Urban legends that surround Holy Week refuse to die. In fact, social media seems to have given them a new lease on life.
-Sigbin, a mythical creature that usually appears during the Holy Week. It looks like a kangaroo or a hornless goat with big ears that flap when excited or mad. Sigbins usually like to feast on charcoal. In the absence of charcoal, Sigbins target young children with fresh and clean blood. Sigbins do not physically attack their victims, they just sip their victim’s blood.
-A female vampire who was an OFW is terrorizing the Visayas area. After returning home, she started to crave for human flesh. Known as Maria Labo, she has the ability to change her appearance.
-Some children are abducted or bred for sacrifices days before the Holy Week. A white van and men in bonnets kidnap children, take out their organs and sell them to people needing organ transplants.
However, last week’s occurrence in Jagna town was so strange that experts have struggled to explain the situation.
Some stories blur the lines between science, spirituality and the supernatural.
At least 10 high school students of Jagna High School in Barangay Bunga Mar were allegedly possessed by evil spirits on Monday morning.
Justino Cesar Arban, a grade 11 teacher, said that some Grade 10 students screamed and fainted inside their classrooms. He said they spoke strange language and displayed freakish strength while being “possessed.”
A palpable chill settled over the school that the teachers and students were praying to ward off evil spirits.
Arban, who led the class praying the Holy Rosary to ward off evil spirits, said one of his students chilled and began shouting when they were reciting the Glorious Mysteries of the Rosary.
The students were so scared that the school decided to send the students home. However, the hysteria spread to four more students on Tuesday. Some of the students got angry when rosaries were hung around their necks.
The school decided to suspend classes on Wednesday and a Holy Mass was held at 9 a.m. at the school ground officiated by Msgr. Orencio Jubac, resident priest of St. Michael the Archangel Parish Church and Fr. Tereso Lumacang, assistant priest. It was attended by the teachers, parents, alleged victims and lay people.
During the Holy Mass, five students were reportedly fainting and having strong muscular convulsions. They were also speaking in tongues.
Speaking in tongues or glossolalia is a phenomenon in which people appear to speak in languages unknown to them.
Lumacang said he could not conclude yet if what occurred in the school was a genuine demonic possession. He urged the parents and the community to pray for the children.
At 3 p.m. on Wednesday, the students were brought to St. Michael the Archangel Parish Church for “casting and deliverance.”
According to Jagna Councilor Anthony Aniscal, a village faith healer identified only as Lando told the teachers that the students drew the ire of spirits inhabiting an old kalachuchi tree near the school’s entrance.
The area around the tree has been used as a dump site for the school’s trash. Lando told teachers that the spirits would try to possess all of the school’s students unless the area is cleaned.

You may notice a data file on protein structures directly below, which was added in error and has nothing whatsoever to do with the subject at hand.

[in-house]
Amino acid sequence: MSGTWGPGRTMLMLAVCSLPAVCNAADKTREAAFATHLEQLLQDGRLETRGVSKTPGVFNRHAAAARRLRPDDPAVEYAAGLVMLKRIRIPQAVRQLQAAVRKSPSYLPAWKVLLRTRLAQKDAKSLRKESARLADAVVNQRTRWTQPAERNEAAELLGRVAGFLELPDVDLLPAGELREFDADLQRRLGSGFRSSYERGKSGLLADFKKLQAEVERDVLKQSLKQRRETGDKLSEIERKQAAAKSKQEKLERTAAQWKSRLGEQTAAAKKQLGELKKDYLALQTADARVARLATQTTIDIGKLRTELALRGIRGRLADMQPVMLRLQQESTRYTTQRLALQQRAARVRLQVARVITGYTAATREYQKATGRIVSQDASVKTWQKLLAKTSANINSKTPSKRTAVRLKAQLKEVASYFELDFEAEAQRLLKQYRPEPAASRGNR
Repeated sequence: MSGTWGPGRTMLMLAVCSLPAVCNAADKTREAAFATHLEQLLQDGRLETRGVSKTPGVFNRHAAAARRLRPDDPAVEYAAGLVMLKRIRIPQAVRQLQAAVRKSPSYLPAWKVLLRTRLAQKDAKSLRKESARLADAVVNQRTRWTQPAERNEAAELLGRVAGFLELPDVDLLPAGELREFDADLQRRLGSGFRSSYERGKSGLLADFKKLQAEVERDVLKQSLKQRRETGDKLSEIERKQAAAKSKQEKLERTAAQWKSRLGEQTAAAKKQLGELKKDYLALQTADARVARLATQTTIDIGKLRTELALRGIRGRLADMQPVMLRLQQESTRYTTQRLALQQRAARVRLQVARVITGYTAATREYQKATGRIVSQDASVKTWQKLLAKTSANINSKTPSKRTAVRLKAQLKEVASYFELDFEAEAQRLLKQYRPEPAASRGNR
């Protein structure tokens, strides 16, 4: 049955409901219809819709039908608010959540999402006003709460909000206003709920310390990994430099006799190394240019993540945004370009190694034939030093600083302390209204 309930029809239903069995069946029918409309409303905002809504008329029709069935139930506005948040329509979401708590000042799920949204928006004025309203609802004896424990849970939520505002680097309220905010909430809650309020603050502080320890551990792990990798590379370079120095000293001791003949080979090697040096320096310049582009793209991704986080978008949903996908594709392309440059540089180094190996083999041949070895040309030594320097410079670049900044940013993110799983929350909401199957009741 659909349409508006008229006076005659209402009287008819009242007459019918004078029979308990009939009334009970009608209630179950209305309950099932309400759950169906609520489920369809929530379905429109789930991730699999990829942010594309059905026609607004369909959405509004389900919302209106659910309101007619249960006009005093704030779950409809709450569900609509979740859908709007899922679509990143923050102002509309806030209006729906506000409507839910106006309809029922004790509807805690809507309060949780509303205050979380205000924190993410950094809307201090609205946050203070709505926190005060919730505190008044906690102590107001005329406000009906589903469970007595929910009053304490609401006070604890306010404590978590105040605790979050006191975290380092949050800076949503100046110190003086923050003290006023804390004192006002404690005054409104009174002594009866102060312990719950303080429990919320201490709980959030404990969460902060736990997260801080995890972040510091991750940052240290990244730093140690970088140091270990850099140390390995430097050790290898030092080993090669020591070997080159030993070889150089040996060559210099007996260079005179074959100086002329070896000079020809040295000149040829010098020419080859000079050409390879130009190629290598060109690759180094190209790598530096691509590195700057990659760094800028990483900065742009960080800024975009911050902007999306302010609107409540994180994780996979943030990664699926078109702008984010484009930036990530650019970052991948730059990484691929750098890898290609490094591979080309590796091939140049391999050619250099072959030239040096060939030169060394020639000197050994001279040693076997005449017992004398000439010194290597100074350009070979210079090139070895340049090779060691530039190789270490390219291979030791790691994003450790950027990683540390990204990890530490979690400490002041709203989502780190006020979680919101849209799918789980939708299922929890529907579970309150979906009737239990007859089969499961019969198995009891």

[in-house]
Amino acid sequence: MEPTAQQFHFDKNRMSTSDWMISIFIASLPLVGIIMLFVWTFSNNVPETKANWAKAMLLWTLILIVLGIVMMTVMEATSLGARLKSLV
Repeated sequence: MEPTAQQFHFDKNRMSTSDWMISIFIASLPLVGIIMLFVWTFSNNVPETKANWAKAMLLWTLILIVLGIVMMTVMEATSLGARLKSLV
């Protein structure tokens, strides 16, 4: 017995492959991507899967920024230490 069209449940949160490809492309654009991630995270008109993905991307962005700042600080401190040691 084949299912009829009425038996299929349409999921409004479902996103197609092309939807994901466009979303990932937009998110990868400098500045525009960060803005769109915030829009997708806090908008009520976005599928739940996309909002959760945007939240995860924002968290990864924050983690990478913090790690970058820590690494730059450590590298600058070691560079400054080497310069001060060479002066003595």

A student went to the comfort room near the kalachuchi tree and saw a child before the alleged possession occurred. The child asked her to buy a candy, but the student chilled and was shouting when the child’s face turned bloody.
Prior to the incident, senior high school students attended a two-day Youth Camp organized by Couples for Christ (CFC)-Bohol last March 10 and 11 at Jagna Central Elem. School.
School principal Christopher Aclan, who refused to talk to reporters, asked his teacher to tell Bohol reporters not to report the incident.
In 2016, 41 female students at the Japer Memorial School in Barangay Catalina in Sagbayan town went into convulsions, screamed and fainted inside their classrooms. Residents believed the hysteria started after a gmelina tree inside the school was cut down. A week after, 22 female students of the San Pascual Academy (SPA) in Barangay San Pascual, Ubay town, exhibited similar behavior believed to be possession.
When I was young, I had witnessed two demonic possessions. Two of our female neighbors were possessed by evil spirits on different occasions. As the priests began to pray, the woman slipped into a trance. She spoke in multiple voices-deep, guttural and masculine. When someone secretly sprinkled ordinary water on her, she didn’t react. But when holy water was used, she screamed in pain. It took weeks for these women to be completely delivered from evil spirits.
Doctors used to be widely skeptical and they argued that there’s no empirical evidence that proves possession is real.
Belief in possession exists in many religious traditions. Some people believe that possession is rare, but real. However, only a trained exorcist could tell if someone is possessed.
The Catechism of the Catholic Church speaks to the importance of knowing the difference between mental illness and demonic actions. It said, “The exorcism is directed at the expulsion of demons or to the liberation from demonic possession through the spiritual authority which Jesus entrusted to his Church. Illness, especially psychological illness, is a very different matter; treating this is the concern of medical science. Therefore, before an exorcism is performed, it is important to ascertain that one is dealing with the presence of the Evil One, and not an illness.”
According to Jerome Magallen, a Bohol-based psychologist, many cultures still believe that seemingly unprovoked acts of hysteria are caused by spirit possession. He said apart from spiritual modes of therapy, those exhibiting odd behavior should seek medical help.
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